This is because when a user tabs to such an item they will automatically be in a mode in which they can’t use the ARROW keys to review the text with out explicitly leaving application mode, something that isn’t intuitive.

If you have a block of text meeting the above criteria nested within an application, you can give sucha block a role of document or nest it within an element with role of document.

If you expect the user to be able to tab to this area, be sure to give it an appropriate tabindex.

Keys Application ControlIn Forms Mode Virtual Cursor inside an application
ARROWS Passes the key on to the application Does not enter Forms Mode, simply announces the controls name and type
TAB Does not exit Forms Mode unless tabbing out of an application Always enters Forms Mode when landing on a control of any type including links, checkboxes, radio buttons, and buttons  inside an application
SPACEBAR If on a radio button, checkbox, link or button, the control is activated Enters Forms Mode on all application controls and activates the control
ENTER On buttons, this activates the button Enters Forms Mode and on buttons, activates the button
Navigation Quick Keys Passes the key through to the Web page Moves from control to control and does not enter Forms Mode
ESC key Passes the key through to the Web page Does nothing

ARIA Roles

The ARIA roles listed below are common control types that should be familiar to Windows users. These are controls that have been supported by JAWS in the Windows operating system for many years. Therefore, the expected behavior for each control type is not presented in detail. Sufficed to say, in Forms Mode, JAWS should behave comparably between controls presented on Web pages and their counterparts in standard desktop applications. Likewise, most of these control types have existed in HTML for a long time, and JAWS has supported those controls using the Virtual Cursor. In Virtual Cursor mode, JAWS behavior between a combo box created with standard HTML for example should be no different from JAWS behavior with a properly constructed JavaScript-based combo box and ARIA markup. In a few cases, ARIA markup allows for control types which were not available before in HTML. In these cases, notes may appear next to the roles in question.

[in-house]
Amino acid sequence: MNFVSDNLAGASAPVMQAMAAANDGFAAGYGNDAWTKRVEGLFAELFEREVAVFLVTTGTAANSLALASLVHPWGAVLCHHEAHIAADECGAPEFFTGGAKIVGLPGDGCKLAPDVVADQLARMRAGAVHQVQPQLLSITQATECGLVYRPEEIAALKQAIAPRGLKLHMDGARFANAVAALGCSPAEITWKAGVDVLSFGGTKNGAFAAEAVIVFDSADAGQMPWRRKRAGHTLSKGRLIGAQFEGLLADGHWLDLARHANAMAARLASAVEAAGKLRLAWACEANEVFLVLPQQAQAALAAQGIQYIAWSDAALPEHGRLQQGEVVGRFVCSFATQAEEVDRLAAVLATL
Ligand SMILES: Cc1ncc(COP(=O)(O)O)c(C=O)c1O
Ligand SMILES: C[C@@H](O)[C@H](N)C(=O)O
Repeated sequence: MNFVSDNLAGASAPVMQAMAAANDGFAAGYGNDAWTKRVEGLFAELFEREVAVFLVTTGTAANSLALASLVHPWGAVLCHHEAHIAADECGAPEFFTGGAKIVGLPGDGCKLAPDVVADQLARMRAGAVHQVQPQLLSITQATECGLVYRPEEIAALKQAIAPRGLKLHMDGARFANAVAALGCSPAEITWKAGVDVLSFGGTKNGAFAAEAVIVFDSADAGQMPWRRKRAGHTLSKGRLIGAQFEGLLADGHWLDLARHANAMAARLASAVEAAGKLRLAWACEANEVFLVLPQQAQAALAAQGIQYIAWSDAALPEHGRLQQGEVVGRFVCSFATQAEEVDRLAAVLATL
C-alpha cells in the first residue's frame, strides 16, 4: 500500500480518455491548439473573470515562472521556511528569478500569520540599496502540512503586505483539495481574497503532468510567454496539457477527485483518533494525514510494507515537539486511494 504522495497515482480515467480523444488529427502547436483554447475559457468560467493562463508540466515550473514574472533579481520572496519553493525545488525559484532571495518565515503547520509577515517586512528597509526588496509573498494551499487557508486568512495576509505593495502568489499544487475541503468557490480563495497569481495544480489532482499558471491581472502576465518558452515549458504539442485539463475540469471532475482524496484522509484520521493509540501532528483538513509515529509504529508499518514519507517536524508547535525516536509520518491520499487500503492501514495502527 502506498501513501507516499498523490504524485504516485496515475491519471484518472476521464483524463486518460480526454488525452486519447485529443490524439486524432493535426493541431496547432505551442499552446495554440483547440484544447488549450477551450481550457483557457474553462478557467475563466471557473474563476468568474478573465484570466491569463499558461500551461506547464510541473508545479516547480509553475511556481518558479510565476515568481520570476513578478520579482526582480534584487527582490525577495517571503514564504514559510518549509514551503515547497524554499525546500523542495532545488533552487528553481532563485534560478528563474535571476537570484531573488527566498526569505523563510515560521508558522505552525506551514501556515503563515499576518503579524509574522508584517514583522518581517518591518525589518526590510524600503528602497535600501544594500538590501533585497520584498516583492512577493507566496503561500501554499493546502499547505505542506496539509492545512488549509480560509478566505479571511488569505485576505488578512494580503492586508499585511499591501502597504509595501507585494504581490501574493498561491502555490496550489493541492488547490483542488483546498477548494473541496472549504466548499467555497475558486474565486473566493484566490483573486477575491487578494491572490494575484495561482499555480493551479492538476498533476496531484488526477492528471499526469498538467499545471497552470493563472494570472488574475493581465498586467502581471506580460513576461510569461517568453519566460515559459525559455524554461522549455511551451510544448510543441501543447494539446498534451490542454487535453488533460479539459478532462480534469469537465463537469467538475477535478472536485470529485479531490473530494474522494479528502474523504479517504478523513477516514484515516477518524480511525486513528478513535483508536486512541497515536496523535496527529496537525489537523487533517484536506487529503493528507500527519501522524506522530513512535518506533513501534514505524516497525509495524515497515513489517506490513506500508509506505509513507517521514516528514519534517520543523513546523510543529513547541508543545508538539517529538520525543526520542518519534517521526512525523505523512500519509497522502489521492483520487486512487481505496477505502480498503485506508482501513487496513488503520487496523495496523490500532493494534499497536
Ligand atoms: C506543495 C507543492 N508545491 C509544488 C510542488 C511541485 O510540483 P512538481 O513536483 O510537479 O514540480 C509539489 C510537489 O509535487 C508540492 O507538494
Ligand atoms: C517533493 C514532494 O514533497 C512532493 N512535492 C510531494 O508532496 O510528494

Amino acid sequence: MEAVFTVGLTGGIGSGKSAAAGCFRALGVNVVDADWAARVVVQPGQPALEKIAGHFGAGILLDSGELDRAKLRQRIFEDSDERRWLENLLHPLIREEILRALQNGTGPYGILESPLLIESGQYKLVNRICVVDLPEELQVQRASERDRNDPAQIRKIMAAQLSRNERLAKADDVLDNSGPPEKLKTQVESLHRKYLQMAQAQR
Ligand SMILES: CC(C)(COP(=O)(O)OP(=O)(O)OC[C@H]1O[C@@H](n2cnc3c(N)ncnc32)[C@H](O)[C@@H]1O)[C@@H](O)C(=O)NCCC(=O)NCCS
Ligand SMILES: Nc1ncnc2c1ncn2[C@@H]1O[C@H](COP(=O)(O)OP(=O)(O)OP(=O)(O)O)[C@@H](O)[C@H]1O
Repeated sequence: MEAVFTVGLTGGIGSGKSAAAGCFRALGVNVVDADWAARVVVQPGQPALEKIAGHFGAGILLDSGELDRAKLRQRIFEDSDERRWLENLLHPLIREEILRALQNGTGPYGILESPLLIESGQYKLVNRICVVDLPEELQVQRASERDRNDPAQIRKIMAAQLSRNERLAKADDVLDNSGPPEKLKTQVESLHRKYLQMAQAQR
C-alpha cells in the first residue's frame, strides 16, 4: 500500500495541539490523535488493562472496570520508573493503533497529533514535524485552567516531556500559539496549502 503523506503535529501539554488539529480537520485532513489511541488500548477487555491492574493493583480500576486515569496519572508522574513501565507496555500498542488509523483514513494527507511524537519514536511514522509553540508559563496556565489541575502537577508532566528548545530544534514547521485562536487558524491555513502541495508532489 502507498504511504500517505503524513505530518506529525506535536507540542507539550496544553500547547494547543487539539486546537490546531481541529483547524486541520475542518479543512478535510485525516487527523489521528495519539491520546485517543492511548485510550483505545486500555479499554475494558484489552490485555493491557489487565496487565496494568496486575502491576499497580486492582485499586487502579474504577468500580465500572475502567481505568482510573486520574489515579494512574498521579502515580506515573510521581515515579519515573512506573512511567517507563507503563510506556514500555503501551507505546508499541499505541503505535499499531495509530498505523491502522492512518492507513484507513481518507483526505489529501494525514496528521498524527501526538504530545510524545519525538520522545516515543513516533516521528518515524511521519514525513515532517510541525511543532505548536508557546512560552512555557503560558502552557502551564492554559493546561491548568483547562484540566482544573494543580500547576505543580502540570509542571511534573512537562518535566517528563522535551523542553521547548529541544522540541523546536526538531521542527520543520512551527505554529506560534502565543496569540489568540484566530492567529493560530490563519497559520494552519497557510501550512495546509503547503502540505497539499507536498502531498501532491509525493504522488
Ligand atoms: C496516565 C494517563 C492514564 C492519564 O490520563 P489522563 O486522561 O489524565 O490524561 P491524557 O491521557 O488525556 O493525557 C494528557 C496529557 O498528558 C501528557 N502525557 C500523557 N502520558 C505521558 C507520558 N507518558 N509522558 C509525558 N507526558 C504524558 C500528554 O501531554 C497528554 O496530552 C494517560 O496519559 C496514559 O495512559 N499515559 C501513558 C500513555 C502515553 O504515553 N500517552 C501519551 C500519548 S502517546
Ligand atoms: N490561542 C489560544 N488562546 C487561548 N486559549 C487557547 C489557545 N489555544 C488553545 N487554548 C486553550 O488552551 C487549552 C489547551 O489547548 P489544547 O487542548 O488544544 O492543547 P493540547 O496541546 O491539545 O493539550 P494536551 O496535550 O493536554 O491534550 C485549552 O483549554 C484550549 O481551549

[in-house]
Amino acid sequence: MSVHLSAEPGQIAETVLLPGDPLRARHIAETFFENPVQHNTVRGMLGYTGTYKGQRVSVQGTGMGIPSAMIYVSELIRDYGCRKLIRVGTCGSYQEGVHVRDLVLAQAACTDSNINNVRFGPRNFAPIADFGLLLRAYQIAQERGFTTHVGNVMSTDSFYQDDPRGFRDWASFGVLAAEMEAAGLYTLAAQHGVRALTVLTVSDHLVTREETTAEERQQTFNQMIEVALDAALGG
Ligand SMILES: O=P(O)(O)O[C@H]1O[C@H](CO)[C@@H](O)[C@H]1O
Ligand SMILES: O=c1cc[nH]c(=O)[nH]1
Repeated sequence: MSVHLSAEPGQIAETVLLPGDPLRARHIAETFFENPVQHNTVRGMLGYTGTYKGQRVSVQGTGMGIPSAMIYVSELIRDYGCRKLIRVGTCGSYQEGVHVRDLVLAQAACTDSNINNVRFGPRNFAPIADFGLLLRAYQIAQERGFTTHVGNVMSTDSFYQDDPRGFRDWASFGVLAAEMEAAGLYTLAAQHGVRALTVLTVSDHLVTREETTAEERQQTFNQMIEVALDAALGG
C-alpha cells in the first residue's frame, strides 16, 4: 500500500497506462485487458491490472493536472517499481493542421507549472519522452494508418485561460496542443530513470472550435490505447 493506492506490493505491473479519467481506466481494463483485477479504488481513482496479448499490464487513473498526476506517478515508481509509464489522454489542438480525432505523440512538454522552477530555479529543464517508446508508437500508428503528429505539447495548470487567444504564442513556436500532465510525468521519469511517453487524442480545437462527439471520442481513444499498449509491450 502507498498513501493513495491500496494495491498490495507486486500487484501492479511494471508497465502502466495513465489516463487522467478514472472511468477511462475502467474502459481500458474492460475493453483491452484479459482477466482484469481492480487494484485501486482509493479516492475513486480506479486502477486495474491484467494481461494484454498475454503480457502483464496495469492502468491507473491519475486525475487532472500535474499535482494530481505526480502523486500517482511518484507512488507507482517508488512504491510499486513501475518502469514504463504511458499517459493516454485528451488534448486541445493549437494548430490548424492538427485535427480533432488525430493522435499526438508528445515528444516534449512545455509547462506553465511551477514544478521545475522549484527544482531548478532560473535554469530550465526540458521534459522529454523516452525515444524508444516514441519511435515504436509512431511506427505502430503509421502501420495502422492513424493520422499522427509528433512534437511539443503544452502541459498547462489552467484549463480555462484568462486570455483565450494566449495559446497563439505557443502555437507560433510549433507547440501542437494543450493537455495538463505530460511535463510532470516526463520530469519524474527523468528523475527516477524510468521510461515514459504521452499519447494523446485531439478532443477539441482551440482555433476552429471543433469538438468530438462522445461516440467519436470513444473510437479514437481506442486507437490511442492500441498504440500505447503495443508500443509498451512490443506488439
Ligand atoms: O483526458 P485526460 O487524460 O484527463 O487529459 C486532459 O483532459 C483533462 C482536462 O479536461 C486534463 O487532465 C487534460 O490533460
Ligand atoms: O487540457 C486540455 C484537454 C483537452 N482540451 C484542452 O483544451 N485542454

An important thing to understand about ARIA roles is that several roles may be combined to form the framework of one control on a page. For example, an editable grid consists of an object with the role of “grid”, having children with the role of “row”, having children with the role of “rowheader”, “columnheader”, or “gridcell”. Such controls are composed of expected patterns of roles which are described in the ARIA best practices document. If the construction of these controls is done in a way other than that described by the best practices document, JAWS may not behave as the author intends.

Furthermore, states and roles also relate closely to one another. ARIA roles have a list of valid states provided in the ARIA documentation. Although the specific set of states supported by JAWS is not listed with each role, a reasonable standard of common usage applies to the acceptable states for each role. For example, the state of “aria-required” makes no sense when applied to a graphic. And the state of “aria-readonly” is superfluous when applied to a check box. JAWS attempts to filter out extraneous information for certain control types. So, page Authors should use the ARIA documentation as a guide, and report any discrepancies to Freedom Scientific.

Note: Some supported roles, such as those for landmark regions, have been omitted from the below list, but will be discussed later in this document.

The following is a list of roles which JAWS recognizes:
Role Comments
alert This role does not appear in either the virtual buffer or Forms Mode, but its contents are spoken by JAWS when an alert is made visible.
alertdialog
button If this control has aria-haspopup=”true” then this is a button menu. 

If this control has aria-pressed defined then this is a toggle button.

checkbox
columnheader
combobox
dialog This role will be announced only when a child of the dialog gets focus, and will not appear in the virtual buffer.
document This role may not be explicitly announced by JAWS, but it indicates that the area it occupies is meant to be read as a Web page. This is the default role of the topmost object in a Web page (i.e., the “body” tag).
Grid
gridcell
group Like document, this role may not be explicitly announced by JAWS. However, when it surrounds a group of form controls, JAWS should announce its name and description when entering the group.
heading The aria-level gives the heading level
img
link
list
listbox
listitem
menu
log Presently, this role is known to work with JAWS in Firefox only, and it functions as a type of live region.  JAWS inserts start and end strings into the virtual buffer to indicate the log.
menubar
menuitem
menuitemcheckbox
menuitemradio
Note JAWS inserts start and end strings into the virtual buffer to indicate notes.
option
presentation This role indicates that a feature of a Web page exists for visual formatting only. Therefore, JAWS ignores objects with this role. (Known to work in Firefox.)
progressbar
radio
radiogroup
row
rowheader
separator
Scrollbar Uses the aria-orientation to determine the type of scroll bar (vertical or horizontal)
slider
spinbutton JAWS announces this role as a “spin box”.
tab
tablist
tabpanel
textbox
toolbar This role is indicated in the virtual buffer by start and end messages like those that exist for HTML lists.
tooltip This role is not shown by JAWS in the virtual buffer or in Forms Mode, but its contents are spoken when it becomes visible.